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Written by Stephen Langfur
 
  
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Nativity Church


The Church of the Nativity

We shall discuss the church in two parts:

1. The Manger.

2. The church as a whole, including logistics for a visit.


The Manger

The focal point of the church is the cave of the birth. The Gospels do not mention a cave in this connection, but the tradition goes back at least to 150 AD, when Justin of Nablus recorded it. The cave he knew must have been the one that the Christian philosopher Origen wrote about in 248 AD, adding: "For the heathens, too, it is a well known matter." Two years later, however, when the Roman emperor Decius carried out the first empire-wide persecution of Christianity, heathens turned the cave into a sanctuary of Adonis. This profanation went on for almost a hundred years. In the late 4th or early 5th century, Jerome wrote a friend: "Bethlehem, which now is ours, was overshadowed  by the grove of Tammuz, that is, Adonis, and in the cave where once the infant Jesus whimpered, people bewailed the lover of Venus." 

Manger with child

In Luke 2:7 we read: "She brought forth her firstborn son, and she wrapped him in bands of cloth, and laid him in a feeding trough, because there was no room for them in the inn." The Greek word translated as "inn" is katalyma, which in ordinary usage meant simply a large room (Kroll, p. 49). The slopes of Judaea contain many caves, and often people used to build their houses in such a way as to incorporate one; here the animals might be kept, as well as their feeding troughs or "mangers." We may picture a house built against the western slope of the tell, containing a large room busy with people, and beneath it this cave.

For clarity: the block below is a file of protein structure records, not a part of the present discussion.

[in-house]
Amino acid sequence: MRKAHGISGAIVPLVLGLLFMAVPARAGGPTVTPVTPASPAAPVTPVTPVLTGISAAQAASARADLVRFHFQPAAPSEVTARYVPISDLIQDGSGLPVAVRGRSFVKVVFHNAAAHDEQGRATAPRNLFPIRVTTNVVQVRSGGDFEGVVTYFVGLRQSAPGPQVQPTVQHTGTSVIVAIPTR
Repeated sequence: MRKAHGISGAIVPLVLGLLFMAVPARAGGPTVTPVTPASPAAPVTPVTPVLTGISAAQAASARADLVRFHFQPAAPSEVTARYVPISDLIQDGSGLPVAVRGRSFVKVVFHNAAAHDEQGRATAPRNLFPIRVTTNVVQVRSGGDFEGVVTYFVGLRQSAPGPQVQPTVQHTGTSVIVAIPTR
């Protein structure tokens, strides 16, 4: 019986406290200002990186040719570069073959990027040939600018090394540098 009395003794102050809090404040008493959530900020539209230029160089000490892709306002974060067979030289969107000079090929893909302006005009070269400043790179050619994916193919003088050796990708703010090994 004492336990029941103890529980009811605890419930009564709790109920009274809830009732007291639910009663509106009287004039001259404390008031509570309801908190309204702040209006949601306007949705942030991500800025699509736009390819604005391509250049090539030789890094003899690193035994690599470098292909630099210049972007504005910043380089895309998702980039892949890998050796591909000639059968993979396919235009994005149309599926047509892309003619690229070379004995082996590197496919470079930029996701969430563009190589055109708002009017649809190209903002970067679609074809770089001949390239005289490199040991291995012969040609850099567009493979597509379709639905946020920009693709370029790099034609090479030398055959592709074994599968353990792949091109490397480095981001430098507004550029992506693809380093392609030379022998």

Today we enter by descending a few steps on the south side of the church. Beneath an altar on our right is a fourteen-pointed star. It marks the place where, in Christian belief, God became human. We cannot know for sure that this was the spot, but we do know that Jesus was born at a particular place and time, and here we have the place to remember that fact.

When we come down the steps, on our left stand three candle holders, representing the magi. (One may insert a candle, bought from the cleric above.) Below them is a slightly deeper chamber, and on its far (western) side is a trough in the rock, covered with marble, in which lamps burn. This represents the manger. The visitor may sympathize with the reaction of Saint Jerome, recorded more than 1500 years ago:

Oh that I might see the manger in which the Lord lay! Now we Christians, as though we were honoring Christ, have taken away that manger of clay and set a silver one in its place. For me, however, the one they've taken away is greater in worth. The heathen world reveres gold and silver; the Christian faith serves that manger of clay. He who was born in this manger has no regard for gold and silver. I do not despise those whose reverence led them to install the manger of silver, just as I do not despise those people who wrought golden vessels for the Temple. But I feel awe before the Lord, Creator of the universe, who was born not between gold and silver, rather on clay. Bibliothek der Kirchenvaeter 15, 211    



The church as a whole

The Emperor Constantine the Great funded the first church here, a huge basilica, finished by 334. Fire destroyed it in the early 6th century, perhaps during the Samaritan revolt of 529. Pieces of its mosaic floor may be viewed by opening trap doors inside. Its atrium (or forecourt) lay in the open space west of the present building, from which one normally enters the church.

Gate to Nativity ChurchStanding in this open space, we can view successive gates, all filled except for today's small opening. The majestic lintel of Justinian I surmounts what was the central gate of three.

The church we have today is essentially the one rebuilt by this great ruler. It is the oldest church still standing in the land, indeed one of the three or four oldest in the world. It owes its survival to a number of peculiar facts: